Venezuelans, Cubans demand democracy in their homelands at Miami march
opposition leaders Carlos Fernandez, at center with raised
thumb, and Carlos Ortega, in a white Venezuela T-shirt, move to
the front of the protest march as it heads east on Calle Ocho, Miami.
The two men helped lead a national strike in their homeland.
| Marchers in Little Havana
demanded international help and denounced
the governments in Venezuela and Cuba as “serious threats” to Latin
By Sandra Hernandez
Miami -- Calling for greater international attention to the political crisis in their homeland, former Venezuelan opposition leaders Carlos Fernandez and Carlos Ortega marched together Saturday for the first time since both men fled their country.
"We are marching here because this is the only option we have since we can't be in Venezuela, but we want people to know we are with them," said Fernandez, former head of Venezuela's largest business chamber, surrounded by flags and placards as he led the protest down Little Havana's Calle Ocho. "Being together again today is huge for us, but beyond being able to march again with Carlos, I think this will send a message that our fight is not over."
Fernandez and Ortega left Venezuela in 2003 after helping lead a two-month national strike that paralyzed the country's economy, including the oil sector, but brought few concessions from President Hugo Chávez's government. Ortega, former head of the country's largest labor group, sought political asylum in Costa Rica a year ago; Fernandez now lives in Weston.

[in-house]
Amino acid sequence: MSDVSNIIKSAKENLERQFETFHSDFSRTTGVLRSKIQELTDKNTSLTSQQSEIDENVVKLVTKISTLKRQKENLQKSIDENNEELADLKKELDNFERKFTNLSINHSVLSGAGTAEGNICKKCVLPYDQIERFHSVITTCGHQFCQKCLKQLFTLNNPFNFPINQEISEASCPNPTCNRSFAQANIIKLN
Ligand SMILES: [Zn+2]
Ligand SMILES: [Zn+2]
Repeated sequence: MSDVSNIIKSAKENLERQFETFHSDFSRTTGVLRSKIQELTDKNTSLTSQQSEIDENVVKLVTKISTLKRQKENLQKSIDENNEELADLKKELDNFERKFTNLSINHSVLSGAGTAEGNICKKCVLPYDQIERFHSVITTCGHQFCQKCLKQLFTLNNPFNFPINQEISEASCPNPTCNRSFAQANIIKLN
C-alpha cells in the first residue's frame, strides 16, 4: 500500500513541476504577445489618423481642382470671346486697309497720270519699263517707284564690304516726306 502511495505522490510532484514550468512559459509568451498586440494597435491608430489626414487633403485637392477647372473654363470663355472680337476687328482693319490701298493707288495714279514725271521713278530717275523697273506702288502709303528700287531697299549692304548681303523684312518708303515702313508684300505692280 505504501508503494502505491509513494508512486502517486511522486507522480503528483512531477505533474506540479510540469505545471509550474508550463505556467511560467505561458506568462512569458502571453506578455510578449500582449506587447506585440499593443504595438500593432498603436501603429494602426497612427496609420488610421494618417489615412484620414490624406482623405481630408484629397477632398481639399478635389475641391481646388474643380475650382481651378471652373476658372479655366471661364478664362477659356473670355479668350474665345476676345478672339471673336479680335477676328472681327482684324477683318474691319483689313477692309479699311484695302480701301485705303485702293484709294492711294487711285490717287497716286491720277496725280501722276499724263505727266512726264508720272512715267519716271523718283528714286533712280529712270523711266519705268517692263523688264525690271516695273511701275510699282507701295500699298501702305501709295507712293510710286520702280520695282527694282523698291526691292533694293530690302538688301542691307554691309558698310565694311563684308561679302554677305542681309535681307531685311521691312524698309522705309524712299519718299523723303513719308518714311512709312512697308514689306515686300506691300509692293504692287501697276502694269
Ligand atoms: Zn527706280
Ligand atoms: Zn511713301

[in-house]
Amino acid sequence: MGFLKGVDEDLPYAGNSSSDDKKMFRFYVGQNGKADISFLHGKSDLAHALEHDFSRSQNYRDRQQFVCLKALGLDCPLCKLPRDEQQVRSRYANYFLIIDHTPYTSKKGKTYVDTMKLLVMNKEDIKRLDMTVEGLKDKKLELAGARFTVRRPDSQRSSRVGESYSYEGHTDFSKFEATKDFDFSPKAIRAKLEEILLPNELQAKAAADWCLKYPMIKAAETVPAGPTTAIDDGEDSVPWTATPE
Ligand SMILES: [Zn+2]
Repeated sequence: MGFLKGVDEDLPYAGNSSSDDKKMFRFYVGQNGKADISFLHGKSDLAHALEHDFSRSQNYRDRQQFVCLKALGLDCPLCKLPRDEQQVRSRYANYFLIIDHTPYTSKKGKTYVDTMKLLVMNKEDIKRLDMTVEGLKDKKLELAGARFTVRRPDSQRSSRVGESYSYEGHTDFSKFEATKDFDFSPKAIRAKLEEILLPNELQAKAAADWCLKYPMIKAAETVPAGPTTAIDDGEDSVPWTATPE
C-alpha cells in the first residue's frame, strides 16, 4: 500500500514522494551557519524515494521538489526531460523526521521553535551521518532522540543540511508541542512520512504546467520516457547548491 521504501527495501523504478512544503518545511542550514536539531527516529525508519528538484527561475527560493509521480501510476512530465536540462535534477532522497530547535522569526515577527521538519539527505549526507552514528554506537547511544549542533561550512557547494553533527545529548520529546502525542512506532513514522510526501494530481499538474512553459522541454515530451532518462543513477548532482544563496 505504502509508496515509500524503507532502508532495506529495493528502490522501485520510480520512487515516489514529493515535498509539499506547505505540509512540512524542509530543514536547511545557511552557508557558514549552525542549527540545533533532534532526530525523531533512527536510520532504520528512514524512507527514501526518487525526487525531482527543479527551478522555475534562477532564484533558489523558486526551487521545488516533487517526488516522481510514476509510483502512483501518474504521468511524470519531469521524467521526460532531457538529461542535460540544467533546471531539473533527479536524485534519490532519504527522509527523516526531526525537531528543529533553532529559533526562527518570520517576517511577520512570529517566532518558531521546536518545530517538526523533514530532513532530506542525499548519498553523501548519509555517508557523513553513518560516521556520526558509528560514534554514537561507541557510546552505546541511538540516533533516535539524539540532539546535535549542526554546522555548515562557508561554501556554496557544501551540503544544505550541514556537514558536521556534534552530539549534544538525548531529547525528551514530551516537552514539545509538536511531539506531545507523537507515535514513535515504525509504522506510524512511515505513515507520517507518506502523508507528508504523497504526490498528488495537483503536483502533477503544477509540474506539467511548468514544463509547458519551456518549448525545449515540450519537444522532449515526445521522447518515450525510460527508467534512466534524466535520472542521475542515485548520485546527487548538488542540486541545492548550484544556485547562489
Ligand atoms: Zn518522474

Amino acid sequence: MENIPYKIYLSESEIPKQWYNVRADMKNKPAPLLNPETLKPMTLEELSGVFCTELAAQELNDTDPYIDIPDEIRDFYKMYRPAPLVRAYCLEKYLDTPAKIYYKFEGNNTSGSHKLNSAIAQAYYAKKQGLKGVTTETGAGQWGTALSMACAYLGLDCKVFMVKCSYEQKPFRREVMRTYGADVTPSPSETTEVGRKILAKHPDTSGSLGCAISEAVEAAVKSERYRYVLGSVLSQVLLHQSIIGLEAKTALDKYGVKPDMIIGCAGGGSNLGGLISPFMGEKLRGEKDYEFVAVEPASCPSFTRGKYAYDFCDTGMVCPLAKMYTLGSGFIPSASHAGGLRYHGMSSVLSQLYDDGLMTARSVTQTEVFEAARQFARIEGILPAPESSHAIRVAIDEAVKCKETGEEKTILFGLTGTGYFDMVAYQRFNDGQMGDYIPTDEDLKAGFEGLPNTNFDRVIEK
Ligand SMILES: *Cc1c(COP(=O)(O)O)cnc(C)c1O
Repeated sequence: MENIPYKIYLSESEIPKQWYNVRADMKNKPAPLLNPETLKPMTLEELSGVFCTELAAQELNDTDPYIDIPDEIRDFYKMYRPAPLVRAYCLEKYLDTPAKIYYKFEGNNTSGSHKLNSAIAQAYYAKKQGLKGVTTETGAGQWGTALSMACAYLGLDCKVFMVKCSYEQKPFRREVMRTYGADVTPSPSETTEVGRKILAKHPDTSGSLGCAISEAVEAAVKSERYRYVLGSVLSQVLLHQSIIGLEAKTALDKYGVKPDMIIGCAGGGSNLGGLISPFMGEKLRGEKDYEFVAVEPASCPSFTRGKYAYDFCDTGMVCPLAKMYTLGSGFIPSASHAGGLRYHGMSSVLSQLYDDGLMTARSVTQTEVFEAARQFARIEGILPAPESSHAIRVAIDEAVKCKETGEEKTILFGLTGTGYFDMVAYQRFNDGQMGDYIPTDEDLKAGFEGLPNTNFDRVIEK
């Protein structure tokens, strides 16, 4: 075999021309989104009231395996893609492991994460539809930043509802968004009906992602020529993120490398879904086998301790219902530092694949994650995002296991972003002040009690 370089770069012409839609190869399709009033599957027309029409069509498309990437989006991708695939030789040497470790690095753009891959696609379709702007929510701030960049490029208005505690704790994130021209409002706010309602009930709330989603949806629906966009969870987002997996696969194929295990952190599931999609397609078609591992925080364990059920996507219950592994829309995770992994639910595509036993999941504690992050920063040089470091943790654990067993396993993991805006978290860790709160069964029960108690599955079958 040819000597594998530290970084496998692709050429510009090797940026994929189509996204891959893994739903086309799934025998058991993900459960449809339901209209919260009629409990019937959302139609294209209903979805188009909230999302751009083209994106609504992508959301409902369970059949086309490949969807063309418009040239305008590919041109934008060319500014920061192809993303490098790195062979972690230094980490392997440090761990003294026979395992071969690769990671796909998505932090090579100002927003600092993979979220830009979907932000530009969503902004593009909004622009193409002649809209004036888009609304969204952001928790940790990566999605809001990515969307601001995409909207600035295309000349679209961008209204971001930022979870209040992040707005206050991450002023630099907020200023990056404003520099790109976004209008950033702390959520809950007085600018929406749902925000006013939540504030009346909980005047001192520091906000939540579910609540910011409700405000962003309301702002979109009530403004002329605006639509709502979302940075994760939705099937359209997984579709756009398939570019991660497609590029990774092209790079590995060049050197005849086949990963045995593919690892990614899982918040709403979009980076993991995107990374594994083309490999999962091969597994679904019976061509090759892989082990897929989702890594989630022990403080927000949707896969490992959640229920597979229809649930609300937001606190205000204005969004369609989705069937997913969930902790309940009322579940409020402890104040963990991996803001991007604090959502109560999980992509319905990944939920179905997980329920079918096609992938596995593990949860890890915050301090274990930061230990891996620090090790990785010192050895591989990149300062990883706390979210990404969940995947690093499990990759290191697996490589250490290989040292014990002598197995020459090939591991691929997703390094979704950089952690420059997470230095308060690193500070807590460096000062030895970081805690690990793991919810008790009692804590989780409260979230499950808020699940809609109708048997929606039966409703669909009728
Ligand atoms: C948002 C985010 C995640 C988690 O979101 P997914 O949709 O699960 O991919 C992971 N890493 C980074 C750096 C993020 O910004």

Organized by Cuban and Venezuelan leaders, the march called for an end to human rights abuses and advocated greater democracy in both countries, according to organizers like Luis Prieto of Todos Por Venezuela, or All for Venezuela, an opposition group with members in Miami-Dade and Broward counties.
"We are here to denounce two governments that pose a serious threat to Latin America," Prieto said.
About 1,500 people walked down Calle Ocho, according to Miami Police Officer Jane Walker.
The march was a stark contrast to last year's protest that drew thousands of Venezuelans including political leaders, beauty queens and entertainers, many of whom left the South American nation because of the national strike.
But this year's demonstration was a sad reminder that Venezuela is one of the most polarized nations in the region.
"I'm here because things are worse than ever. I think this is the least I can do as a Venezuelan, to protest," said Yasmina Sanaderia, who moved from Central Venezuela to Miami three years ago. "I don't think Chávez will allow a referendum and believe the only legacy he will leave are many new tombstones."
Venezuela's opposition led a signature drive for a referendum to recall Chávez. The country's constitution allows for a referendum midway through the president's term in office, which was August 2003. But the national election council is still reviewing the more than 3 million signatures delivered to them by anti-Chávez groups. Chávez was elected in 1998 in a landslide victory.
Cuban groups and local leaders also called for solidarity with dissidents jailed last year in Cuba.
"I'm here to show my solidarity with the people of Cuba and Venezuela," Miami Mayor Manny Diaz said.
But much of the focus remained on Venezuela, where street clashes and random violence have increased in the past month.
Among those calling for international help was Patricia Poleo, a Venezuelan journalist under investigation by military prosecutors for rebellion. Poleo has repeatedly called for Chávez's removal and recently aired a videotape of Cubans in Venezuelan military barracks, according to an Associated Press report.
"I will go back tomorrow and face the courts, though I know I can't get a fair trial," Poleo said.
Sandra Hernandez can be reached at firstname.lastname@example.org or 954 356 4514.
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